- The Washington Times - Thursday, July 6, 2017

The website that the president’s integrity commission is using to collect voter information from states is vulnerable to hacking or leaking of data, a top computer expert said Thursday as privacy advocates beseeched a federal judge to derail the panel’s data sweep.

Harry R. Lewis, a Harvard University professor, said he looked at the Army website the president’s commission is using, and each time he checked it, he got a warning from his web browser that the connection wasn’t solid.

One browser said “attackers might be trying to steal your information,” while another said sending data to the site “could put your confidential information at risk.”

“It is my opinion that [the website] is not a secure website for the transfer of personal data,” Mr. Lewis said in sworn written testimony filed with a federal judge in Washington.

The commission, led by Vice President Mike Pence, has had a rocky start, with a number of states saying they’ll resist efforts to get ahold of their public voter information, and with one group — the Electronic Privacy Information Center (EPIC) — filing an emergency lawsuit accusing the panel of breaking federal laws.

Judge Colleen Kollar-Kotelly is speeding the case along, and has prodded the Trump administration on what steps it’s taking to shield sensitive information from being leaked or hacked.

Commission Vice Chairman Kris W. Kobach has filed briefs with the court insisting that the Army-run website is safe, as is another email address the commission maintains inside the vice president’s office.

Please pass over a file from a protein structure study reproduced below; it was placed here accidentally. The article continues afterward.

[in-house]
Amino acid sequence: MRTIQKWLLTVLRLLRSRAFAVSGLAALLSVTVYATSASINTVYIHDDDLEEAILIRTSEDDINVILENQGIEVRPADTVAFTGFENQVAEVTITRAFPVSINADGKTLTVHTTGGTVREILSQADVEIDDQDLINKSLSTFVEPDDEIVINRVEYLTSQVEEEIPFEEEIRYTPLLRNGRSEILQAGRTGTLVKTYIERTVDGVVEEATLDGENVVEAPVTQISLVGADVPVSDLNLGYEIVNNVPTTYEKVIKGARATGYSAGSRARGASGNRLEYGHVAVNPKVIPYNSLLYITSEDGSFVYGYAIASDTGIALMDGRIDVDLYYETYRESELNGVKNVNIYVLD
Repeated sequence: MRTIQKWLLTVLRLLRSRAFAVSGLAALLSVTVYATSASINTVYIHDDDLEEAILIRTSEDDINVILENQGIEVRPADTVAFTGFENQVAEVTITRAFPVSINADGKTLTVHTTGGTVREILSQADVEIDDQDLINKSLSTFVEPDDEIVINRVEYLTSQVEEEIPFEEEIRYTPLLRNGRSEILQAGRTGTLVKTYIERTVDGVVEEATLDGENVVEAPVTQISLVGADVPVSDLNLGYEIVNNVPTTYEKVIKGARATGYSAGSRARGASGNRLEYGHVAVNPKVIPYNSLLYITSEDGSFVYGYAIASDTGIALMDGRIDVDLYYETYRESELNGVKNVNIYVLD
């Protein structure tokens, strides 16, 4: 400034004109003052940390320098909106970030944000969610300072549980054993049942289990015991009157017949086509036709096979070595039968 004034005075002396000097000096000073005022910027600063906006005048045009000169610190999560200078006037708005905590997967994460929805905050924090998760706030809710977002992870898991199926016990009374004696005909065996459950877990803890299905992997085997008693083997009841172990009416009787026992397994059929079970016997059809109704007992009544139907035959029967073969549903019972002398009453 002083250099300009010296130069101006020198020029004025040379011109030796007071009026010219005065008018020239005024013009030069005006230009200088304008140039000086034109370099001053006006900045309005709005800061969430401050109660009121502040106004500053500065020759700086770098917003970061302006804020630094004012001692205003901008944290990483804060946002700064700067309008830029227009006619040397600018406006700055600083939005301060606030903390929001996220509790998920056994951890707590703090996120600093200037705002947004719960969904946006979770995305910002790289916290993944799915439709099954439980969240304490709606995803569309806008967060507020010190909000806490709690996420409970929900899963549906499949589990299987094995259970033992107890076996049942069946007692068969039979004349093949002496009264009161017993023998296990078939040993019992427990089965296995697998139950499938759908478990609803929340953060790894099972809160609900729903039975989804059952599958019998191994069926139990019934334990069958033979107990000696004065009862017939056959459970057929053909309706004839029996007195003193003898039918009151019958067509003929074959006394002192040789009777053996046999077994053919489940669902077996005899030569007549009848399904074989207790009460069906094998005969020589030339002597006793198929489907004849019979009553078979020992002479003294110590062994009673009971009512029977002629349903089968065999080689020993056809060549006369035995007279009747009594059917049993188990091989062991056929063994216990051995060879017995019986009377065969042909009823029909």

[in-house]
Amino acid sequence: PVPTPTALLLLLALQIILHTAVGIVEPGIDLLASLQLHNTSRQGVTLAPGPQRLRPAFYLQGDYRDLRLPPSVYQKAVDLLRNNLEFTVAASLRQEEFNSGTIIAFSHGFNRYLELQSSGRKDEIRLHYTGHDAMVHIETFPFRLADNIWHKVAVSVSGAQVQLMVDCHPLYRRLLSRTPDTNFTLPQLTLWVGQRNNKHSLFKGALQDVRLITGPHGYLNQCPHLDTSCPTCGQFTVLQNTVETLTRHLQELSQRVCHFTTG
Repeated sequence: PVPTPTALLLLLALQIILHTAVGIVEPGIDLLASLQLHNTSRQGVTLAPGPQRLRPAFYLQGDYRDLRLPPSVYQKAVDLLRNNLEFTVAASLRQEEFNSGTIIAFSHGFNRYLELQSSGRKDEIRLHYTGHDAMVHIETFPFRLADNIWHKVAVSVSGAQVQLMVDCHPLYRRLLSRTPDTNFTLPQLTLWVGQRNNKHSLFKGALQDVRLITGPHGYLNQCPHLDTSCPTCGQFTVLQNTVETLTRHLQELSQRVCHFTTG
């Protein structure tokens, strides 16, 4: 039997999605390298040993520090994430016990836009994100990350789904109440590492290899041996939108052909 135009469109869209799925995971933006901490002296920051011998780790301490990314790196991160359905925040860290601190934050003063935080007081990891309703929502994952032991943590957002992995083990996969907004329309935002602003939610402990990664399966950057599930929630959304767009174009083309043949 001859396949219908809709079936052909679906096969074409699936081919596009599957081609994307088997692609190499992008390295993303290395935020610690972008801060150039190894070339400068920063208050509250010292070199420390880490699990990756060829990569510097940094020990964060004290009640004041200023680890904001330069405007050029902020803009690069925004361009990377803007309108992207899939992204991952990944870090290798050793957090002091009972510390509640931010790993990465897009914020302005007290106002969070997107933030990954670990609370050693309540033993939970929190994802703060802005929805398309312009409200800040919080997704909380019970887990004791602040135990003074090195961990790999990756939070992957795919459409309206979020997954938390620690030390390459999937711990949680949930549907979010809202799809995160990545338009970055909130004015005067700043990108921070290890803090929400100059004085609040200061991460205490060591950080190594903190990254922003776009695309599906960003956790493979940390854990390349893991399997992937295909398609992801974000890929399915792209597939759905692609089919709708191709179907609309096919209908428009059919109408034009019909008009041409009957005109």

But Mr. Lewis’ declaration counters those claims.

Mr. Lewis is a member of EPIC, the group that’s suing.

Mr. Kobach has requested states turn over voter names, dates of birth, vote history, information about felony convictions or military service and even partial Social Security numbers. But he says he only wants information states already make public, so states that don’t release Social Security numbers — which is nearly all of them — would not provide that information.

The commission wants to run the names through federal databases to see if noncitizens or dead people are registered to vote and, if so, how widespread the problem is.

A number of states are resisting, and EPIC says the commission has “no legal authority” to collect information, saying that requesting the data without having safeguards in place violates federal privacy and electronic records laws.

“It does not matter that a particular state might disclose its voter data to some other requester under some other circumstances: this requester — the Commission — is barred by law from gathering this data without sufficient constitutional and statutory privacy safeguards,” EPIC said in court papers.

The commission argued in court papers this week that there’s no right to “informational privacy,” so there’s no intrusion by the panel asking for the information.

In response to the judge’s inquiries, Mr. Kobach said the commission is using the Army-run website to receive large files from state elections officials. The information will then be stored by the White House, he said.

Mr. Kobach also said the email address he gave out is run by the vice president’s office and is subject to all the usual protections of a White House account.

The judge had also prodded Mr. Kobach to explain whether any of the commission’s members are also regular federal agency employees, which could make the commission’s work subject to privacy laws.

Mr. Kobach said one member, Christy McCormick, is part of the federal Election Assistance Commission. But he said she is not acting in her official capacity on the voter integrity panel.

He also released a full list of commission members which, besides himself, Mr. Pence and Ms. McCormick, includes: Indiana Secretary of State Connie Lawson; New Hampshire Secretary of State Bill Gardner; Maine Secretary of State Matt Dunlap; former Ohio Secretary of State Ken Blackwell; former Arkansas state Rep. David Dunn; Wood County (West Virginia) Clerk Mark Rhodes; and Hans Von Spakovsky, a former Federal Election Commission member and now senior legal fellow at The Heritage Foundation.

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